That being said, I’ve not seen or heard of any, of our competitors being sneaky about their pricing. Even Printavo who is not very clear on their setup charges makes it known that there may be optional charges. It is big and bold at the top of their price list. You just need to ask what they are.
One of my not negotiable policies was pricing transparency. You can see everything on our site. There is no additional or hidden costs. We don’t charge for initial setup and training, we show clearly the number of hours included, and the cost for additional training, should it be required.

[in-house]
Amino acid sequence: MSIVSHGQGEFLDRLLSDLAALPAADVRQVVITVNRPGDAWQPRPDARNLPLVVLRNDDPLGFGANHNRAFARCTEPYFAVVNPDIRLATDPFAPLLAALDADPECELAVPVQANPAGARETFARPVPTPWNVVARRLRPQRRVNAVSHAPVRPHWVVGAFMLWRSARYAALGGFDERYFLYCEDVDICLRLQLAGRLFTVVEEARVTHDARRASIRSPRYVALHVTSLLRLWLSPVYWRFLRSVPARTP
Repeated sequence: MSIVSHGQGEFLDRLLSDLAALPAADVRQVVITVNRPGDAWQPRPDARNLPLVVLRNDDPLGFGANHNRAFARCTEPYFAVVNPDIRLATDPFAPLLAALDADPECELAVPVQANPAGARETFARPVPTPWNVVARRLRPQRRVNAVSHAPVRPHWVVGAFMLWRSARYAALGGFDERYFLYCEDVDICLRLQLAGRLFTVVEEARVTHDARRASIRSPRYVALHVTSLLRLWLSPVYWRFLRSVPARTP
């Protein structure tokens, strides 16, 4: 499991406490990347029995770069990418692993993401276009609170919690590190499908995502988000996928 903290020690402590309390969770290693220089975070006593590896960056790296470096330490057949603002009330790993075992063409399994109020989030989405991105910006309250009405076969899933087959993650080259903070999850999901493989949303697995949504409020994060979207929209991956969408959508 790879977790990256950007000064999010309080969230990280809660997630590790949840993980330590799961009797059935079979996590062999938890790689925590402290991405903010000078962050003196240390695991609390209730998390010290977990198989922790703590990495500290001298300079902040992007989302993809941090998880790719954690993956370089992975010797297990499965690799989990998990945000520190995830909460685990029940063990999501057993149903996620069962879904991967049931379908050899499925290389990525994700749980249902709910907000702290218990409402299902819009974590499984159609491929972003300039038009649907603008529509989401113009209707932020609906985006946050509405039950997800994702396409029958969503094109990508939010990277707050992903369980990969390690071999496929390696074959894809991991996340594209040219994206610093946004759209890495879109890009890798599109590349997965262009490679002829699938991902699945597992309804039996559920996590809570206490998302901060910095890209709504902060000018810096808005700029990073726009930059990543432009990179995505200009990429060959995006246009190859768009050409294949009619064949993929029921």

When looking at Inksoft vs Printavo vs Teesom vs any of the other companies, we’ve only started with all the questions you need to ask.
There are many other things to consider and I’m not nearly done yet. This was no doubt a lot of information to process.
If you are serious about implementing print shop management software in your business, I highly recommend that you read part 2 of this article. This is an important decision and I personally would love to see you succeed, even if it’s with my competitor’s software.
Like I said, I’m not nearly done yet, but hope I that, what you have read so far was helpful. To read part 2 of this 3 part series, click here.
Here are links to all of the programs discussed in this article and some other companies we did not include in our research.
Want to visit the Inksoft vs Printavo vs Teesom companies? Simply click on the links below.